Indiana pastor accused of brutally beating students with a wooden paddle as punishment
An Indiana pastor and other church employees are accused of beating children in their care with a wooden paddle as punishment.
Gerald Harris, pastor of Crossroads Baptist Church in Sellersburg, was arrested earlier this week on battery and neglect charges, reported the Courier-Journal.
The 47-year-old Harris operates a boarding academy for mostly out-of-state students, and while parents, teachers and caregivers are permitted to discipline children, prosecutors said the pastor and his staff crossed the line to “criminal battery.”
Police and Child Protective Services discovered the alleged abuse after conducting a welfare check Tuesday at the Well of Grace Boarding Academy, where investigators interviewed children ages 8 to 19 years old.
Five children claimed workers “whipped” them with a wooden paddle, which authorities said caused “serious bruising,” and an 8-year-old boy told police that an employee tied a rope around his waist and jerked him around as punishment for misbehavior.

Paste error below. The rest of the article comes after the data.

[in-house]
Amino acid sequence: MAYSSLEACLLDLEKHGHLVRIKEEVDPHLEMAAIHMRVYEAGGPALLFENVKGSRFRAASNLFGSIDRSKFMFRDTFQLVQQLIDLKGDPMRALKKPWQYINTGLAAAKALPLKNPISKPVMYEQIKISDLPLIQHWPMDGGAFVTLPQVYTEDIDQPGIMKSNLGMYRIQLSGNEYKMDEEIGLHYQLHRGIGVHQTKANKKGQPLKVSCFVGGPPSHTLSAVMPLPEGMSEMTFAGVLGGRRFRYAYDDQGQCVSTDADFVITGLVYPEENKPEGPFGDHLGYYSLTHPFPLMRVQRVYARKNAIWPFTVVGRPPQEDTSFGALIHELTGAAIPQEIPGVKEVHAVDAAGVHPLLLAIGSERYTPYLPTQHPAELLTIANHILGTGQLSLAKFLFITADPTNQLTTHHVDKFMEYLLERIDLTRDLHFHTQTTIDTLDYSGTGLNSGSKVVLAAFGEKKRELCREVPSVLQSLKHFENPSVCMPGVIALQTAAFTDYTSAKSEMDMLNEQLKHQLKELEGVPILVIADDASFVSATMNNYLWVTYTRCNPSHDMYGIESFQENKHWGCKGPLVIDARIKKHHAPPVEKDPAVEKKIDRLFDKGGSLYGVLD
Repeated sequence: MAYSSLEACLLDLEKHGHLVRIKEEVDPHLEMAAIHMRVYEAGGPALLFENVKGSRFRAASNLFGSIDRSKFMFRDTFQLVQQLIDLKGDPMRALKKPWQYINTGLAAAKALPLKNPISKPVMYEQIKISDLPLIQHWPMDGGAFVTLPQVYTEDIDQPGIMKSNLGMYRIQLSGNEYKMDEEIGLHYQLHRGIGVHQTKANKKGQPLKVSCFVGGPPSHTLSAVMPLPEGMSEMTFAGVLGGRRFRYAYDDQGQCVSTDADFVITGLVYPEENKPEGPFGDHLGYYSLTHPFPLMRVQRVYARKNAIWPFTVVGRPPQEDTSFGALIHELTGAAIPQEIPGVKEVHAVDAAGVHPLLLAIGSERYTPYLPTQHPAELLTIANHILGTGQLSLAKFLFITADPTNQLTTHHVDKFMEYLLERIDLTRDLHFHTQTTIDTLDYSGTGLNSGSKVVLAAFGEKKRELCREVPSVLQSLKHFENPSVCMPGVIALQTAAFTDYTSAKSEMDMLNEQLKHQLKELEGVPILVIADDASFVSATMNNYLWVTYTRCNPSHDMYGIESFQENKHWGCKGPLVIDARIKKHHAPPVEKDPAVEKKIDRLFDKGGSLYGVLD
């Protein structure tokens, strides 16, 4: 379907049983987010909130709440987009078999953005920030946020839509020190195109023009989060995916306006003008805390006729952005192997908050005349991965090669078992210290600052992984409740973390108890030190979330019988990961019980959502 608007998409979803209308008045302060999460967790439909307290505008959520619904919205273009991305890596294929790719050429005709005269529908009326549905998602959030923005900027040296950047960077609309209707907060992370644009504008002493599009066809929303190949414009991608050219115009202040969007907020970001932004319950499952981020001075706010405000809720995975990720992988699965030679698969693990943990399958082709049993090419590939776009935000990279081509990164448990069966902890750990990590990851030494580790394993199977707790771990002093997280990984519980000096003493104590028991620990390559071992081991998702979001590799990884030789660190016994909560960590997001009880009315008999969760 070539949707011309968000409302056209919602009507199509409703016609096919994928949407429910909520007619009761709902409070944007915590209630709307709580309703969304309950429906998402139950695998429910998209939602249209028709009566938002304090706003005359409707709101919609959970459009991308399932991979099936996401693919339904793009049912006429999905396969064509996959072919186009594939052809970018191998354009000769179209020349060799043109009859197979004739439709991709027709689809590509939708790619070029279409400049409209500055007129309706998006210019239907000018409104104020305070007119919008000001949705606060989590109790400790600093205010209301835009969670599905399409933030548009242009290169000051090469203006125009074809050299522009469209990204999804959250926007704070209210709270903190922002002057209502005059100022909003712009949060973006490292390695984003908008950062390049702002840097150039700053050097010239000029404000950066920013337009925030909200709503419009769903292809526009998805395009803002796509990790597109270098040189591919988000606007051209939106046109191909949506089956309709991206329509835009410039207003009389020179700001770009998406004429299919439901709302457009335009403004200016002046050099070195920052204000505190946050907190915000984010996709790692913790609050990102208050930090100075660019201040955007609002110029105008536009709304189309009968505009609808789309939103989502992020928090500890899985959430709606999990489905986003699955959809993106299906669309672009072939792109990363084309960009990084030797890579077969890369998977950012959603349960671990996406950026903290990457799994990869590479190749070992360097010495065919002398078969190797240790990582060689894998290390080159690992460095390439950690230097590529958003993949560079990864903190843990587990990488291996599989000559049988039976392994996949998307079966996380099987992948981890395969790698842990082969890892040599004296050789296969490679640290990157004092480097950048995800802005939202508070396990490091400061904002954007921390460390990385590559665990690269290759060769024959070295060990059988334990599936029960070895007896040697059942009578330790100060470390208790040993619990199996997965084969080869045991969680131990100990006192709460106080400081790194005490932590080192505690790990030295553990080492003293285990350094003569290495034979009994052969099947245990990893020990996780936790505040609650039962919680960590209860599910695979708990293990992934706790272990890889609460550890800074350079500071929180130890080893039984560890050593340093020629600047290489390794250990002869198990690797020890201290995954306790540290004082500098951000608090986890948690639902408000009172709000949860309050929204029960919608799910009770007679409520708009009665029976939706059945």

That employee, 21-year-old Christopher Williams, was also arrested.
The pastor is accused of whipping a 16-year-old boy with the paddle in front of other students as punishment for smirking when he was ordered to continue reading from the Bible.
Authorities in Kentucky alerted police in Indiana after one of the students complained about the abuse while selling candy in Owensboro.
The child told a customer that he feared he would be whipped if he didn’t sell enough candy, the newspaper reported.
All of the children have been removed from the church and returned to their parents or placed in child protective custody.
Investigators said they still don’t know much about the school, when it began operations or how parents learned of it.
The school’s Facebook page indicates it serves boys who are “heading down the paths of destruction” through “addictions and their reckless living,” and administrators say they teach discipline and work ethic to transform “unwanted and seemingly ruined lives into Godly young men.”
City officials in Clarksville said the church had applied for a zoning change several years ago to open a school, but no change was made to the regulatory code.
Neighbors have reported seeing boys doing yard work and visiting area towns to sell candy with the church’s name on it.